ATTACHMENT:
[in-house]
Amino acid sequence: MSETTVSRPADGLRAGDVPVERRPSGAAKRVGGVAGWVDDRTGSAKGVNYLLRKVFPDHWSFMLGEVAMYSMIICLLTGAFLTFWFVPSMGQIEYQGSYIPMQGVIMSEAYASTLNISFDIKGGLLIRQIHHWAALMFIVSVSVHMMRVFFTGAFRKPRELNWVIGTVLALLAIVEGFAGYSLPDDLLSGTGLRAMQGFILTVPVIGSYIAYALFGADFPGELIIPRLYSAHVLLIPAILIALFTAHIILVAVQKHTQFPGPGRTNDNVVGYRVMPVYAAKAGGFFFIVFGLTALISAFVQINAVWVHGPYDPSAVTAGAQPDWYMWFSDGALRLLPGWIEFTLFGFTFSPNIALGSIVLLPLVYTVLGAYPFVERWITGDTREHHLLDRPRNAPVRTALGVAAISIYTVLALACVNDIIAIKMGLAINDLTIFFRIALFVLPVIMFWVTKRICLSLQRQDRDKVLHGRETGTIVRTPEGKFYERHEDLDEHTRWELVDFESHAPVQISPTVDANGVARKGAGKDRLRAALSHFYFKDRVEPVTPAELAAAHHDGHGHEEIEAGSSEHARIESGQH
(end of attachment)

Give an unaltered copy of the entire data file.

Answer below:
[in-house]
Amino acid sequence: MSETTVSRPADGLRAGDVPVERRPSGAAKRVGGVAGWVDDRTGSAKGVNYLLRKVFPDHWSFMLGEVAMYSMIICLLTGAFLTFWFVPSMGQIEYQGSYIPMQGVIMSEAYASTLNISFDIKGGLLIRQIHHWAALMFIVSVSVHMMRVFFTGAFRKPRELNWVIGTVLALLAIVEGFAGYSLPDDLLSGTGLRAMQGFILTVPVIGSYIAYALFGADFPGELIIPRLYSAHVLLIPAILIALFTAHIILVAVQKHTQFPGPGRTNDNVVGYRVMPVYAAKAGGFFFIVFGLTALISAFVQINAVWVHGPYDPSAVTAGAQPDWYMWFSDGALRLLPGWIEFTLFGFTFSPNIALGSIVLLPLVYTVLGAYPFVERWITGDTREHHLLDRPRNAPVRTALGVAAISIYTVLALACVNDIIAIKMGLAINDLTIFFRIALFVLPVIMFWVTKRICLSLQRQDRDKVLHGRETGTIVRTPEGKFYERHEDLDEHTRWELVDFESHAPVQISPTVDANGVARKGAGKDRLRAALSHFYFKDRVEPVTPAELAAAHHDGHGHEEIEAGSSEHARIESGQH